What is sclerotherapy?
Sclerotherapy is a medical procedure used to treat varicose veins and "spider veins." During sclerotherapy, the physician injects a solution directly into the affected vein. The solution irritates the lining of the vessel, causing it to swell and stick together. Over time, the vessel turns into scar tissue that fades from view. Sclerotherapy is a well-proven procedure and has been used since the 1930s.
How successful is sclerotherapy in treating varicose and spider veins?
Sclerotherapy works well for most patients. It is estimated that between 50 and 80% of injected veins may be eliminated with each session. A few people (less than 10%) who have sclerotherapy do not respond to the injections at all. In these instances, different solutions or a different method, such as laser therapy, may be tried.
In general, spider veins respond to treatment in 3 to 6 weeks, and larger veins respond in 3 to 4 months. If the veins respond to the treatment, usually they will not reappear. However, new veins may appear over time. If needed, you may return for injections.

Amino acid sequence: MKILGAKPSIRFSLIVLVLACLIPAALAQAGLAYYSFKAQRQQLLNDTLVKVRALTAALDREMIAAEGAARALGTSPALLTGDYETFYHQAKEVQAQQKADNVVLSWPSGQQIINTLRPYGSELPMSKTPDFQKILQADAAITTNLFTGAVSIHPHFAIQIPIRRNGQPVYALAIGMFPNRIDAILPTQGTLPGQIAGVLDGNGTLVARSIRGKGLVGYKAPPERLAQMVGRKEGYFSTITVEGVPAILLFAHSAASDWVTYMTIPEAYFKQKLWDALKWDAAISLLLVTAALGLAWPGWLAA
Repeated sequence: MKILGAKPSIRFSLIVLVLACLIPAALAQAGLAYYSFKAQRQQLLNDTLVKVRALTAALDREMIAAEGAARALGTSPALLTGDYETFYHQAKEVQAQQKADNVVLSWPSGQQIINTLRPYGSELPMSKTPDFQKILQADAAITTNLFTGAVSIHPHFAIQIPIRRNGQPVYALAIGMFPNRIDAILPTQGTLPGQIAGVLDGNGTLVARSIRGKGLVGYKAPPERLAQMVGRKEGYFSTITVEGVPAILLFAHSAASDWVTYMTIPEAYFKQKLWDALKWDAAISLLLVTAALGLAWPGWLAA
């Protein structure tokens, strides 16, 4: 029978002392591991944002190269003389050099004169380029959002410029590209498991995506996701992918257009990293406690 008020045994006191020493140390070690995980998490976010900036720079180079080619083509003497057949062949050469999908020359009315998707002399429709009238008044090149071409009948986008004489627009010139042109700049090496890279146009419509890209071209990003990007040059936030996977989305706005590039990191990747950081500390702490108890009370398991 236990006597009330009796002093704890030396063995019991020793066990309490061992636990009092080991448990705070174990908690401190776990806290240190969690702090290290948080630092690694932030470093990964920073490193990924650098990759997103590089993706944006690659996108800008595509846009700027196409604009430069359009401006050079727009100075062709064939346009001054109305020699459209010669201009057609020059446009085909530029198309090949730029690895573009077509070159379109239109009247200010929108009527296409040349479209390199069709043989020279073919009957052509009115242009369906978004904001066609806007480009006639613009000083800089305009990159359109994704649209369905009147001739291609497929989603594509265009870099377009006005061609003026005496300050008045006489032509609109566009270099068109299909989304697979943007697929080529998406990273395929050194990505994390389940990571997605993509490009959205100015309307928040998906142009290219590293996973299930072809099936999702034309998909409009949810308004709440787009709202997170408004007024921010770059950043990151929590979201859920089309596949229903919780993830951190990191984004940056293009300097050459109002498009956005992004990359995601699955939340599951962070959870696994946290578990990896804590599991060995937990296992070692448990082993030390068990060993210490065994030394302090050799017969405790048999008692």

How will I know if I am a candidate for sclerotherapy?
Before the procedure, you will meet with a vascular specialist who will evaluate your eligibility for sclerotherapy.
You are not eligible for sclerotherapy if you are pregnant, breastfeeding, or are bedridden. You must wait at least 3 months after delivery before you can be considered for this procedure.
You can have sclerotherapy if you take birth control pills. If you have had a blood clot in the past, your eligibility for sclerotherapy will depend on what caused the clot, and how serious it was.
Veins that might be used for future surgical bypass procedures (such as the saphenous vein for coronary artery bypass graft surgery) will generally not be considered for injection, unless they are already deemed unusable.